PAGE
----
If the anaemia was due to fleas and ticks (it would take a lot of them), it would take some time for the body to produce more red blood cells; production isn’t instant and red blood cells need to go through several developmental stages before becoming functional red blood cells (it can take around a week and requires stimulation from the kidneys), checking reticulocyte counts are a good indicator that red blood cells are being produced (although this number can be zero in some healthy animals). All you can do at this time is offer supportive and symptomatic care, if blood counts are too low options like blood transfusion may be required; other possible causes for anaemia should also be checked and ruled out to be on the safe side. Regards Dr Callum Turner DVM

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13 Years
Moderate condition
0 found helpful
Moderate condition

Has Symptoms

Pale gums, tired, not eating

The day before yesterday, I woke up and my dog was panting heavily. I looked online and thought it could be due to heatstroke, as it has been extremely hot. I gave my dog a cool bath and he stopped panting, but seemed tired for most of the day yesterday. This morning, he went outside and seemed normal self. As it was hot again today, I decided to leave him in my house where it is cooler. When I got home he seemed tired again and I checked his gums and they are pale. Can a heatstroke cause this?

Dr. Callum Turner, DVM
Dr. Callum Turner, DVM
3314 Recommendations
Heatstroke may cause the gums to be bright red or pale, however there are other causes for pale gums and lethargy as well; I would recommend popping into your Veterinarian to check hydration levels and possibly the blood counts to be on the safe side, without examining him myself I cannot say for certain if it is the heatstroke or not. Regards Dr Callum Turner DVM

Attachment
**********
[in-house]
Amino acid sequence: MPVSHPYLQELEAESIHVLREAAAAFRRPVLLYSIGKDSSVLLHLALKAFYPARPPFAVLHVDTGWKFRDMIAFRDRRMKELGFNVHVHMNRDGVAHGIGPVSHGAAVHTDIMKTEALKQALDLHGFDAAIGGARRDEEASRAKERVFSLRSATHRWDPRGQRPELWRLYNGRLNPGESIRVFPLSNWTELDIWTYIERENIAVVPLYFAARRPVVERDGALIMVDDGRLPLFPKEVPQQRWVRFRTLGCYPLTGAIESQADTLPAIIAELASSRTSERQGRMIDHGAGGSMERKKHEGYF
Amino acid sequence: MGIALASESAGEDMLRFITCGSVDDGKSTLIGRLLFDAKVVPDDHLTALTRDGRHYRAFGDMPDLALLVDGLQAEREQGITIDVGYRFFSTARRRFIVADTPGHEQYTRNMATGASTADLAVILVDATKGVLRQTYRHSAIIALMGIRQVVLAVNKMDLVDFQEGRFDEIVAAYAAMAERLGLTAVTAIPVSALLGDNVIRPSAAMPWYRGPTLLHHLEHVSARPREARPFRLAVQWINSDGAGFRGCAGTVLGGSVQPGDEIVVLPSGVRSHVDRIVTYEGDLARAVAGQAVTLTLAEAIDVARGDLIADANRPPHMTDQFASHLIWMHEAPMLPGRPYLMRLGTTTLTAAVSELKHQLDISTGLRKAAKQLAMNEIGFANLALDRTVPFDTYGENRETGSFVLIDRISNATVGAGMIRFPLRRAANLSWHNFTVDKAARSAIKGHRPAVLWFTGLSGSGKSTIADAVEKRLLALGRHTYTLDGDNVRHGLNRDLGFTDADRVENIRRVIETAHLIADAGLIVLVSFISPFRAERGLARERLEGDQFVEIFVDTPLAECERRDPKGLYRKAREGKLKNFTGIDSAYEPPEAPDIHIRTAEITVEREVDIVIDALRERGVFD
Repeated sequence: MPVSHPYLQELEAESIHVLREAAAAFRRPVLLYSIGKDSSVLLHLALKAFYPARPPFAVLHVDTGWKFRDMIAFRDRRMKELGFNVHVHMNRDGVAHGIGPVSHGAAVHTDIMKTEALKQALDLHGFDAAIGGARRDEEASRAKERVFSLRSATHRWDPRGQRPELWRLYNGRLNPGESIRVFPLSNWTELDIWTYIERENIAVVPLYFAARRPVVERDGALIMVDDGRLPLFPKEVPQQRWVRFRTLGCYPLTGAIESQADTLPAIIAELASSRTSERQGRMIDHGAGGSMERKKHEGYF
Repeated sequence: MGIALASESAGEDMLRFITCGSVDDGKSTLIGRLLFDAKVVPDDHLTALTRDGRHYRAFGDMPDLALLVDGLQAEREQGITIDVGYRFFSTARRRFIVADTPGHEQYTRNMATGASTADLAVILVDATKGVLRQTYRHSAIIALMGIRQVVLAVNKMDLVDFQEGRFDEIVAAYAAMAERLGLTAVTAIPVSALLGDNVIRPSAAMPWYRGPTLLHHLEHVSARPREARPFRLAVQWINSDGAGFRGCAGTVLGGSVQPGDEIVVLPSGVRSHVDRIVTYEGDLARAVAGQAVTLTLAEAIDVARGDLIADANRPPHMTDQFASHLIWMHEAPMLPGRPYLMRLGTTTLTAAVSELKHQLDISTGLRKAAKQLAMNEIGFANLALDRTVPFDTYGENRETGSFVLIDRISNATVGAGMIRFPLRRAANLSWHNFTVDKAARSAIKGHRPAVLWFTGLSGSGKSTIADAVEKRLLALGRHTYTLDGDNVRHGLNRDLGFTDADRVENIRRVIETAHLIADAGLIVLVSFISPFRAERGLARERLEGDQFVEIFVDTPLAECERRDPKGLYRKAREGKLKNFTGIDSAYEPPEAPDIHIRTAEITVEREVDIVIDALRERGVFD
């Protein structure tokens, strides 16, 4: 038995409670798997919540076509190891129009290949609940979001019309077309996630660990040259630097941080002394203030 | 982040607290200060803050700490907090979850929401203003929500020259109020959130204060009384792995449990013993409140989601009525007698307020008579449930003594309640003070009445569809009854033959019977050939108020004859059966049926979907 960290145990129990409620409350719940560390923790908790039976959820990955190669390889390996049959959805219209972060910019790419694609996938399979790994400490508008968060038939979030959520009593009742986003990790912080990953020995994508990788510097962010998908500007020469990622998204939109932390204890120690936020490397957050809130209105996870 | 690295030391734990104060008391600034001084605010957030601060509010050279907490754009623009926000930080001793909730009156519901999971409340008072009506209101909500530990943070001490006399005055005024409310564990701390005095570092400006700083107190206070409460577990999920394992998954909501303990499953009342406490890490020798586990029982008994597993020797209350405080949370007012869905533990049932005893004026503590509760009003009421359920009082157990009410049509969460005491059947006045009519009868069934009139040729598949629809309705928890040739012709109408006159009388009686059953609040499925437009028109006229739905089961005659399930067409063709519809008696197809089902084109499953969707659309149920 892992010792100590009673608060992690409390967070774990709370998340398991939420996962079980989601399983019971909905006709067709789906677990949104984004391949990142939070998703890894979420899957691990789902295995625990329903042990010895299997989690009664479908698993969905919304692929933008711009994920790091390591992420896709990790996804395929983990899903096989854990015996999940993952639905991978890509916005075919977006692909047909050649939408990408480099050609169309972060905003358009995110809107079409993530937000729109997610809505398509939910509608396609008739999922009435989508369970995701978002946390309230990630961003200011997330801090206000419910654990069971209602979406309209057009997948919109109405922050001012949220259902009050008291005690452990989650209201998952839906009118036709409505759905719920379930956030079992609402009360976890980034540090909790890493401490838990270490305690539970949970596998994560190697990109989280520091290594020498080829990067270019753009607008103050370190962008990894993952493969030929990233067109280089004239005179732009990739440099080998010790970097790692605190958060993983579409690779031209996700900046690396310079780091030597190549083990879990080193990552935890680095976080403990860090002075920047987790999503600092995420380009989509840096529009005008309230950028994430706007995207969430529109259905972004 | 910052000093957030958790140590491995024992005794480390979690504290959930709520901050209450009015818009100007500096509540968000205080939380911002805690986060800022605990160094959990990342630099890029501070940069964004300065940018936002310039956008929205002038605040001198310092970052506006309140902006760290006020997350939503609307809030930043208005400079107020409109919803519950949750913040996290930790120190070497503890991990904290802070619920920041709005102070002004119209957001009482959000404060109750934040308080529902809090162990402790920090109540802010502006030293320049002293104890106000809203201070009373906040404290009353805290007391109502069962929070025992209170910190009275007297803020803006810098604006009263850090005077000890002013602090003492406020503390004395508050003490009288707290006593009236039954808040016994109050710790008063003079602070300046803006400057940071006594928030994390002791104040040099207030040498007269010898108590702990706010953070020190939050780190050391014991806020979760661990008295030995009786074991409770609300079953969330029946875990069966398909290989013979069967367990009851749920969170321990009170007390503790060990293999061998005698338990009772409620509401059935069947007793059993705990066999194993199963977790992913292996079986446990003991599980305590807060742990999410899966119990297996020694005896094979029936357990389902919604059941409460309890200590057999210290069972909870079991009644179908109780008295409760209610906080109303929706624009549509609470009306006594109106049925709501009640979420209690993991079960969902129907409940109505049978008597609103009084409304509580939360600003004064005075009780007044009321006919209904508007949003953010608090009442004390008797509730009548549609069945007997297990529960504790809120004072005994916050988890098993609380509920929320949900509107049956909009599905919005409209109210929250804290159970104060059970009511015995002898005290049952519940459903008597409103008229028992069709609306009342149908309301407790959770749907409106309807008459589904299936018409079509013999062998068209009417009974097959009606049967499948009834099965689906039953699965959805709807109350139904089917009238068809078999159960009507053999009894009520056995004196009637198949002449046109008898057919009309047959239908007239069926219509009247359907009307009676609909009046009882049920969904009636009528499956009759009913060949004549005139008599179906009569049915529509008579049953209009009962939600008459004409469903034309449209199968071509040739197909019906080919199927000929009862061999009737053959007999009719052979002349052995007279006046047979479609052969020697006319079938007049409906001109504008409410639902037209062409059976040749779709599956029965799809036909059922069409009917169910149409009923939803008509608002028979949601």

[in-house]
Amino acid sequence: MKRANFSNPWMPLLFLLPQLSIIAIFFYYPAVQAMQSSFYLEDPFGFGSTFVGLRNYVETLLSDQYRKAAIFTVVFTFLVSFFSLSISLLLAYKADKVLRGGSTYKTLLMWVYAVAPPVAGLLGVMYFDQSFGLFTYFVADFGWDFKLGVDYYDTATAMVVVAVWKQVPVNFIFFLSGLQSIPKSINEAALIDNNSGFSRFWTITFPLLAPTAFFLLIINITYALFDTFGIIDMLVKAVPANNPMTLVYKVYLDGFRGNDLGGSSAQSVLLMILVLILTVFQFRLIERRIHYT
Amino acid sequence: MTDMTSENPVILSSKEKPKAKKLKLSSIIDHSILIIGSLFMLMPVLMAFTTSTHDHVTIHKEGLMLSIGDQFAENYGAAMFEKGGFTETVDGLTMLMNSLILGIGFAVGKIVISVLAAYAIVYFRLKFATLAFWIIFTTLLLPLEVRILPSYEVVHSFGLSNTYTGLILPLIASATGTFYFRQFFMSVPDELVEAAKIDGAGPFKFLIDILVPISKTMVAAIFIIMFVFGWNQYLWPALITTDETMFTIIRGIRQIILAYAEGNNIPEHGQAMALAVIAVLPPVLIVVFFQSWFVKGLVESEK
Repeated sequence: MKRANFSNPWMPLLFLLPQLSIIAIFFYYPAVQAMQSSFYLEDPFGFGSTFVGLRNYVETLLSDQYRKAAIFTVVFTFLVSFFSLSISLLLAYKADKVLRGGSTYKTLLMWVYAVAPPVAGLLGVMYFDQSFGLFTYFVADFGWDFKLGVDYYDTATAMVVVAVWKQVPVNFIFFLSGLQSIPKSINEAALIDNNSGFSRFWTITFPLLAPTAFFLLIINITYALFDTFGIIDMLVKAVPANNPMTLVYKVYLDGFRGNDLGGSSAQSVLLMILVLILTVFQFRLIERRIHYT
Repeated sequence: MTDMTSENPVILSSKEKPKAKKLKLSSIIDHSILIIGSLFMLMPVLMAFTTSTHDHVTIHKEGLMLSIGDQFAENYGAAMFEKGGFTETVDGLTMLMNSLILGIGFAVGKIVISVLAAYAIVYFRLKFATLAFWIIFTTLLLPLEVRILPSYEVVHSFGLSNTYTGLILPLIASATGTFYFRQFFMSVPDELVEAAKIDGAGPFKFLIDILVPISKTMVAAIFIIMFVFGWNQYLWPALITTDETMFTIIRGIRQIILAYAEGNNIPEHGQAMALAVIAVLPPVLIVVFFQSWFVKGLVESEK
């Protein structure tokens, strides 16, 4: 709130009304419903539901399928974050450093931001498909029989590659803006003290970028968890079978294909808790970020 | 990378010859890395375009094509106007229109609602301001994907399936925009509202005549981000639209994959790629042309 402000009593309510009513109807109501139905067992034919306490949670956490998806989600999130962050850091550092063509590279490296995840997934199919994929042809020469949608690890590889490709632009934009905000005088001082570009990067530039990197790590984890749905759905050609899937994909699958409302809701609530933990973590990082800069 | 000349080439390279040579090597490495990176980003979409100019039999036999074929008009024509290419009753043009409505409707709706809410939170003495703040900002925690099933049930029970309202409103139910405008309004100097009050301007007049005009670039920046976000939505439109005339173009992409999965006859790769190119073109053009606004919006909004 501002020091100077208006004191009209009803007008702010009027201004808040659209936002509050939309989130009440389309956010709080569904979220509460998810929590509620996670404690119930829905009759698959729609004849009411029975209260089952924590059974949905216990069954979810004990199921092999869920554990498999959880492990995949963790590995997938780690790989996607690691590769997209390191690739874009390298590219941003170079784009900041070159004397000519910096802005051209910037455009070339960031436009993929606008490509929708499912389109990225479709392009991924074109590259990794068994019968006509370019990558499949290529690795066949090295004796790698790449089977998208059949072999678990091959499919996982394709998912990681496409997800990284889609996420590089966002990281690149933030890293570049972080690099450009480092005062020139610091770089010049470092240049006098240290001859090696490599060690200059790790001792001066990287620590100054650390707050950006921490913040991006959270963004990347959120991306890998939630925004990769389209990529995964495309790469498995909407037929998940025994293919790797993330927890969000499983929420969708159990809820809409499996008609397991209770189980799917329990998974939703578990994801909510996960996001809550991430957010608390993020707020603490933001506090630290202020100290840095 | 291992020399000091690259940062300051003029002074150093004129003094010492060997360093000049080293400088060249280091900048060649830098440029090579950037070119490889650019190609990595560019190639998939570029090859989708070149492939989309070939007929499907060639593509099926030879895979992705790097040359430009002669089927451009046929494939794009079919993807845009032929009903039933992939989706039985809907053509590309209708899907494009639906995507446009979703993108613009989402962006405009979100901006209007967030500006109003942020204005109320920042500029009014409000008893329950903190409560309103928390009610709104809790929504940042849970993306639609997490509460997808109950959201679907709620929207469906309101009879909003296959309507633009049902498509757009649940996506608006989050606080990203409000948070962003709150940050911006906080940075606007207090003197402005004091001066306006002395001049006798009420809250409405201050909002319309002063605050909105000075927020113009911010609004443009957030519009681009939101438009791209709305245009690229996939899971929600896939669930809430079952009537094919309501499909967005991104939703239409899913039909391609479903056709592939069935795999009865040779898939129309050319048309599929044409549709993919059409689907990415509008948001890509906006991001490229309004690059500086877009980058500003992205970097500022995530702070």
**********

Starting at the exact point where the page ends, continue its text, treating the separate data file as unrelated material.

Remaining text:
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Indian pariah
3 Months
Critical condition
0 found helpful
Critical condition

Has Symptoms

Tarry blood poop white gums and eye

Medication Used


My 3 months dog is bitten by other dog spinal injury suddenly paralysed after next day my dog start tarry black blood poop diarrhea every time and his gums and eyes is turned white looking very weak very blood loss and drinking water but not eat
I take my dog to vet he give some injection but nothing happens give me advice treatment injection names medicine name fast please

Dr. Michele King, DVM
Dr. Michele King, DVM
1604 Recommendations
Thank you for your email. Jack needs further medical attention immediately. There aren't any OTC medications that can help him, and he needs supportive care at this point. I hope that he is okay.